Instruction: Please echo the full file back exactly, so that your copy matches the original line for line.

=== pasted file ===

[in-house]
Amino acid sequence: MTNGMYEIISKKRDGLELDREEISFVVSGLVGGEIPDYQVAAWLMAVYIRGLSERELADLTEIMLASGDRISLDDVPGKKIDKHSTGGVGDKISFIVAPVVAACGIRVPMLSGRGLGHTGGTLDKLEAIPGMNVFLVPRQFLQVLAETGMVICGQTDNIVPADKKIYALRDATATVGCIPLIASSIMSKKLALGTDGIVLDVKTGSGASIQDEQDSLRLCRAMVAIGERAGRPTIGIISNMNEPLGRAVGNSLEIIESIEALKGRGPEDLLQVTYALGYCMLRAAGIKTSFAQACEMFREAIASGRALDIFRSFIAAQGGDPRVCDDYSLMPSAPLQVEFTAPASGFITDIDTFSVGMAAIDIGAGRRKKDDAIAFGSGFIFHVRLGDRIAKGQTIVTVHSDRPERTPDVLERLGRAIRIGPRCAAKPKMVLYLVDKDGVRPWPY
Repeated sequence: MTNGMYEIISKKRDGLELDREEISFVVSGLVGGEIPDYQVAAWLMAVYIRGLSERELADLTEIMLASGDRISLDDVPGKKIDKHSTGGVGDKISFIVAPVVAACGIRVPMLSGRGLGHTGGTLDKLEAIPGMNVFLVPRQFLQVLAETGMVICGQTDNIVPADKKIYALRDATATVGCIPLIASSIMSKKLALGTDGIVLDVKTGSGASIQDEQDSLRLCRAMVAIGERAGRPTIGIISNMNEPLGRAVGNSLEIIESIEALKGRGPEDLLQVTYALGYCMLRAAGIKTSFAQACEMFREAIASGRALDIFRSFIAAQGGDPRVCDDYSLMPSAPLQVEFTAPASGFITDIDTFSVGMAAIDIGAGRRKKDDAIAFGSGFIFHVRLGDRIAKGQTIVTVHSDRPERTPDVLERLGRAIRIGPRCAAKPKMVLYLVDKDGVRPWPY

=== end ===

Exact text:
[in-house]
Amino acid sequence: MTNGMYEIISKKRDGLELDREEISFVVSGLVGGEIPDYQVAAWLMAVYIRGLSERELADLTEIMLASGDRISLDDVPGKKIDKHSTGGVGDKISFIVAPVVAACGIRVPMLSGRGLGHTGGTLDKLEAIPGMNVFLVPRQFLQVLAETGMVICGQTDNIVPADKKIYALRDATATVGCIPLIASSIMSKKLALGTDGIVLDVKTGSGASIQDEQDSLRLCRAMVAIGERAGRPTIGIISNMNEPLGRAVGNSLEIIESIEALKGRGPEDLLQVTYALGYCMLRAAGIKTSFAQACEMFREAIASGRALDIFRSFIAAQGGDPRVCDDYSLMPSAPLQVEFTAPASGFITDIDTFSVGMAAIDIGAGRRKKDDAIAFGSGFIFHVRLGDRIAKGQTIVTVHSDRPERTPDVLERLGRAIRIGPRCAAKPKMVLYLVDKDGVRPWPY
Repeated sequence: MTNGMYEIISKKRDGLELDREEISFVVSGLVGGEIPDYQVAAWLMAVYIRGLSERELADLTEIMLASGDRISLDDVPGKKIDKHSTGGVGDKISFIVAPVVAACGIRVPMLSGRGLGHTGGTLDKLEAIPGMNVFLVPRQFLQVLAETGMVICGQTDNIVPADKKIYALRDATATVGCIPLIASSIMSKKLALGTDGIVLDVKTGSGASIQDEQDSLRLCRAMVAIGERAGRPTIGIISNMNEPLGRAVGNSLEIIESIEALKGRGPEDLLQVTYALGYCMLRAAGIKTSFAQACEMFREAIASGRALDIFRSFIAAQGGDPRVCDDYSLMPSAPLQVEFTAPASGFITDIDTFSVGMAAIDIGAGRRKKDDAIAFGSGFIFHVRLGDRIAKGQTIVTVHSDRPERTPDVLERLGRAIRIGPRCAAKPKMVLYLVDKDGVRPWPY